Tuesday, 5 August 2014

7 Inch Singles Collection: Spear Of Destiny - Radio Radio

Rocking with the Goths...


A-side: Radio Radio
B-Side: Life Goes On
(Epic 1988)

Spear of Destiny had a little flirt with controversy. The name has some Nazi symbolism attached to it. This was enough to ruffle a few feathers, and work as space filling copy for some lazy journalists. Joy Division and New Order had the same problem (although considering they're essentially the same band it suggests that it was done deliberately; all publicity is good publicity!). However even a cursory listen to their lyrics or reading interviews with the band, it's obvious that there are no far-right connections - usually quite the opposite.

Kirk Brandon, who is essentially Spear Of Destiny, was formerly with post-punk rockers Theatre Of Hate. As far as I understand he tours as both bands these days pretty much interchangeably. Spear of Destiny started out gothier but drifted towards rock, just as Theatre of Hate started out punkier, but drifted towards rock.

The eagle-eyed amongst you will have noticed that this copy is a limited edition - the special thing that makes this limited is the exciting fact this has a gatefold sleeve. However there is nothing of interest on the middle of the gatefold, otherwise I'd have scanned it in to fill up some space!

Radio Radio is a proper rock song - no other way to describe it. It's got crunchy guitars, a shout of "Radio Radio" which punctuates the verses, and a rocking epic chorus. It's all delivered in a tone that's quite aggressive, macho even, but ultimately it's inoffensive. It rocks out, but is largely unmemorable. You can see what they're trying to do - songs with the word Radio in them are like catnip to DJs they can hardly help themselves when coming to play these songs on the radio. Didn't work this time...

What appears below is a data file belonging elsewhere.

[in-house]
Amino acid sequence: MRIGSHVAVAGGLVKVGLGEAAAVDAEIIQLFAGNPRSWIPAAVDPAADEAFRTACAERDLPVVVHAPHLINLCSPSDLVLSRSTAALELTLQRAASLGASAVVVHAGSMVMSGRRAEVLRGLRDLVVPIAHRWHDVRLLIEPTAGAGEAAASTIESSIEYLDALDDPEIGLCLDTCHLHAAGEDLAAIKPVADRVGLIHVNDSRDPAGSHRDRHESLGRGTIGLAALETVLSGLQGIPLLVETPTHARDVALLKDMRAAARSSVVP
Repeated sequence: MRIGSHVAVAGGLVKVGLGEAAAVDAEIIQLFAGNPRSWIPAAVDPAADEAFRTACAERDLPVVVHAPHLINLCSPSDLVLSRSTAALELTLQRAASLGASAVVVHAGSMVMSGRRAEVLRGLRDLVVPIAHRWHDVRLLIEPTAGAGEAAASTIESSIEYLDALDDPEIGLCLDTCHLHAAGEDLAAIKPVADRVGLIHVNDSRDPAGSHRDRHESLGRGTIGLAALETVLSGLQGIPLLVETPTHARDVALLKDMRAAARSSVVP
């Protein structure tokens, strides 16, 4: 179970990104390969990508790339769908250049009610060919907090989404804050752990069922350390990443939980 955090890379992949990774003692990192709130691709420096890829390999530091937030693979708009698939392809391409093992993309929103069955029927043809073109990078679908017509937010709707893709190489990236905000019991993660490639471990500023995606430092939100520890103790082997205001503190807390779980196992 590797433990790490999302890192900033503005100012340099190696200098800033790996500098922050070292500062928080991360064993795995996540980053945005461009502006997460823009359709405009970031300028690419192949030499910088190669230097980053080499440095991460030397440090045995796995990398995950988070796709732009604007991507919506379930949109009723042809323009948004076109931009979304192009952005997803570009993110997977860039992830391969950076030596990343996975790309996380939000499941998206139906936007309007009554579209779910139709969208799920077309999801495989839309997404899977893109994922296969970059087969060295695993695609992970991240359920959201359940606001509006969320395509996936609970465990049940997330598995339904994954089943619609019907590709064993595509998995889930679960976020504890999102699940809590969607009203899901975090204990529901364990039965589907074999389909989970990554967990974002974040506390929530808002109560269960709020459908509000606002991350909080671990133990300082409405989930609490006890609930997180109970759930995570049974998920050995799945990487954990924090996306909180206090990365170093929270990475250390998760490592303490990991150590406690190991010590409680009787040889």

On the other side, Life Goes On, starts on in much the same way, with a strong rocking beginning. What adds to the interest here is that the drums are much more to the forefront of the mix. This adds a flavour to the song that I can only describe as tribal, and ends up opening the song up. It feels much more expansive than Radio Radio, also Kirk Brandon's voice is much more expressive, this makes the listener feel much more invested in the experience. In the end it reminds of me of The Cult on a good day.

All in all it's not a bad record, with the b-side probably edging out slightly as the better song, but not a great record that I'd want to rave about, but you'll have to take my word for it as there isn't anything on YouTube to link to. I'm sure you can find it on Spotify or similar if you're desperate.

Next time white blokes playing around with reggae...

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